•Patient may experience: • Tingling in extremities and/or near mouth, heaviness in legs
and arms, body warmth, light feeling, flushed in face and neck, circumoral numbness, relaxed happy feelings and giddiness.
Tips for Successful Nitrous Oxide Administration
•Always combine nitrous oxide with some type of distraction.• Nitrous oxide increases imaginative suggestibility and
imaginative ability. • Guided imagery, videos, I-Pad apps, story telling and singing
can direct the child's focus away from the procedure. • Avoid too much distraction by several people, the child may
lose focus and become agitated
•Include a qualified child life specialist.
•If the procedure is expected to be modestly painful use topical or local anesthesia.
Tips for Successful Nitrous Oxide Administration
• Plan for success! Start with school age cooperative patients who are to undergo only a mildly painful procedure.
•• Don’t be discouraged by failure. Some children simply do not
relax with nitrous oxide administration.•• Parents must be informed that their child will not be deeply
asleep during the sedation and may respond to pain with a flinch or vocalization. Parents may be reassured that many children do not recall the painful portion of the procedure.
Our Multidisciplinary Workgroup
• Anesthesia• Sedation credentialed Physicians (procedural and ED)• Nursing Administration (Director and Manager)• Education Specialist• Members of SJCH Pain Committee• Nursing (specifically from procedural areas)• Child Life Specialists• BioMedical/engineering
Equipment Set Up and Regulatory Overview
• Porter MXR E Stand Package• N2O2 Administration Policy• N2O2 gas• Scavenging system• Safety, Anesthesia Gas Scavenging Policy• Monitoring equipment • Suction and Emergency Resuscitation Equipment• Safety Checks
Child Life Preparation• Similar to pre-op surgery mask prep• Child can pick a flavor to paint their mask• Developmentally appropriate mask play and explanation for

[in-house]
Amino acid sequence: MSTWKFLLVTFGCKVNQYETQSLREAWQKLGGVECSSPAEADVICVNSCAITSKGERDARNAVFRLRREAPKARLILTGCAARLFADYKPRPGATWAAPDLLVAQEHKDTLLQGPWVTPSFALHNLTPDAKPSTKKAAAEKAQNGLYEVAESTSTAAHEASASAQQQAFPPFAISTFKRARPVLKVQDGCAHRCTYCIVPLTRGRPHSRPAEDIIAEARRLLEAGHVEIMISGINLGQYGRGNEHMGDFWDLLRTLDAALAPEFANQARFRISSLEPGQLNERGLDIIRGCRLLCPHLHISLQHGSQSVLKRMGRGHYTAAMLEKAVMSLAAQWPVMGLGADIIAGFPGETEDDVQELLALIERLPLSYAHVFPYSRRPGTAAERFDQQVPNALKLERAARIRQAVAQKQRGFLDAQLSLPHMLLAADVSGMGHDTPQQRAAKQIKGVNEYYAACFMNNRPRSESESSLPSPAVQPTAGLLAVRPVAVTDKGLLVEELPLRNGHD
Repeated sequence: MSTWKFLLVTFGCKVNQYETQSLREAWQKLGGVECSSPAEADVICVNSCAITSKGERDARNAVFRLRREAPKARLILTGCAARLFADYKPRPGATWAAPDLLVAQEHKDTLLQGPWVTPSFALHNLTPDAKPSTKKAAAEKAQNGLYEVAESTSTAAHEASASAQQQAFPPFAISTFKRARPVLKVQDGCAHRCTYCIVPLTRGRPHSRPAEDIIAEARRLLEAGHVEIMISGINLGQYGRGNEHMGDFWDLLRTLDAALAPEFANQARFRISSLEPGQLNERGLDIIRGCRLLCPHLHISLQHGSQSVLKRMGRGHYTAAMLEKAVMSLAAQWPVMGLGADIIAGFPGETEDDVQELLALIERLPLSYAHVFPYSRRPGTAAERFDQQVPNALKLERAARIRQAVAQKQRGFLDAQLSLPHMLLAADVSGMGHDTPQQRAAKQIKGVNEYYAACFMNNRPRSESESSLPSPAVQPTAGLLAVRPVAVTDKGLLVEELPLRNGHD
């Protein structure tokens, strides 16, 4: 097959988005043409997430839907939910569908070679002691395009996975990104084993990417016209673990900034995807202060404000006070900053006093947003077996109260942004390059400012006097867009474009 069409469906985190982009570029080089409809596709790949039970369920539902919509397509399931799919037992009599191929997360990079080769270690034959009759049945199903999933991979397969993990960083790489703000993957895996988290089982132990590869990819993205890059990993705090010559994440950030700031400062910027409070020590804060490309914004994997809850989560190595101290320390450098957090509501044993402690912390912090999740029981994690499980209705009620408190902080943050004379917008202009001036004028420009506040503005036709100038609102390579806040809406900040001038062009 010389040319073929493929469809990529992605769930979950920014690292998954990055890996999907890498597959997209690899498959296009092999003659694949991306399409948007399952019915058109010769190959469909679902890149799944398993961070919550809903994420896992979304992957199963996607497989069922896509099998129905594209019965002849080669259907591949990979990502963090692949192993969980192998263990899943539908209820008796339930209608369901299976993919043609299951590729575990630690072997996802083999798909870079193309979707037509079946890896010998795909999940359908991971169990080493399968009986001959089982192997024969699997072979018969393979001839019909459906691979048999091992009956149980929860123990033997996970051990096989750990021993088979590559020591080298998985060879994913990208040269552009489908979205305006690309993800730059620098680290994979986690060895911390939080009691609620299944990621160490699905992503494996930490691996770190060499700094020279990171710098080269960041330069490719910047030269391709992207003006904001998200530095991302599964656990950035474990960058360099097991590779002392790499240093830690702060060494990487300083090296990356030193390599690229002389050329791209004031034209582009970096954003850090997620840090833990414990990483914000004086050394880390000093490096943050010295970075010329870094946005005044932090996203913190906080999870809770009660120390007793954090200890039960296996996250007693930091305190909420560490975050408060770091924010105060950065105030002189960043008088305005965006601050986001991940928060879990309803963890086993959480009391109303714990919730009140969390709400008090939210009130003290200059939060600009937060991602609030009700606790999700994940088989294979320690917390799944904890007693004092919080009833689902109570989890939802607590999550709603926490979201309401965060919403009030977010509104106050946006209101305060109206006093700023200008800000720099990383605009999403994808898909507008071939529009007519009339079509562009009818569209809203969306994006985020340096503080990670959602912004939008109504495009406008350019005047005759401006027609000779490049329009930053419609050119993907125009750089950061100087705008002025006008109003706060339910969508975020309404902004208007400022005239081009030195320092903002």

• Patient with still be awake, just very relaxed
• Prepare highly sensitive/anxious patients about the air tank noise (vacuum cleaner)
• Promote control by encouraging patient to hold the mask on their face
Distraction During Nitrous Oxide
• Parental presence during N2O2 administration • Hospital policies may vary• Prepare parents and use them to help assess patient’s level
• One Voice
• Minimal sensory stimulation• TV/movie, music, low-stim I-pad game, VECTA• Guided Imagery, story telling
During Nitrous, cont.
• CCLS can help assess when patient is feeling the full effects of nitrous• Parent assessment is especially helpful for delayed and non-
verbal patients• Ask pt “Do you feel any changes?”, “Are you comfortable?”
• Common signs of “full effect”:• Loses tone and grip in hand/arm• May close eyes • May have non-focused gaze; looking “off in space”• Less responsive to verbal command• Laughs easily
Recovery after Nitrous Oxide
• Must be observed for 15 minutes• Engage in recovery play & distraction• Offer food and drink
• Follow up with patient and family regarding their experience• Used primarily for our Botox patients • Only 1 family preferred Versed only
• VCUG patients still struggle with imaging after catheter placement
Struggles & Barriers
• Anesthesia accustomed to pt’s being fully sedated• No parents allowed back or at bedside
• Anesthesia schedule was very limited
• Minor equipment malfunctions
• Need more credentialed RNs• Expensive, 2-day training
• Equipment cost and storage
The Future of Nitrous Oxide
• More sedation credentialed physicians and nurses
• Expand to the Pediatric Emergency Department• Ideal for fracture reductions, sutures, abscess I&D, and
foreign body removals
• Expand Nitrous schedule • Offered on more days and for a wider range of procedures
• Full time radiology/Day Hospital Child Life Specialist • NPO changes • Floor/bedside procedures
Do you have a Nitrous Oxide program at your hospital?
Have you experienced any challenges or successes?
How do you best distract during Nitrous Oxide administration?
Q&A and Discussion Time
• www.porterinstruments.com• www.cdc.gov/niosh/nitroxide.html• Malamed, S: Sedation A Guide to Patient Management.
Mosby, 4th ed• Clark & Brunick: Handbook of Nitrous Oxide & Oxygen
Sedation. Mosby, 3rd ed.• Luhmann, Kennedy, Porter, Miller, and Jaffe, Annal of
Emergency Medicine, 37:1, January 2001• Zier, Tarrago and Liu, Anesthesia & Analgesia, May 2010
vol.110 no. 5 1399-1405• Babl, Oakley, Seaman, Barnett and Sharwood, Pediatrics
Digest, Vol. 121, No. 3, March 1, 2008, p e528-e532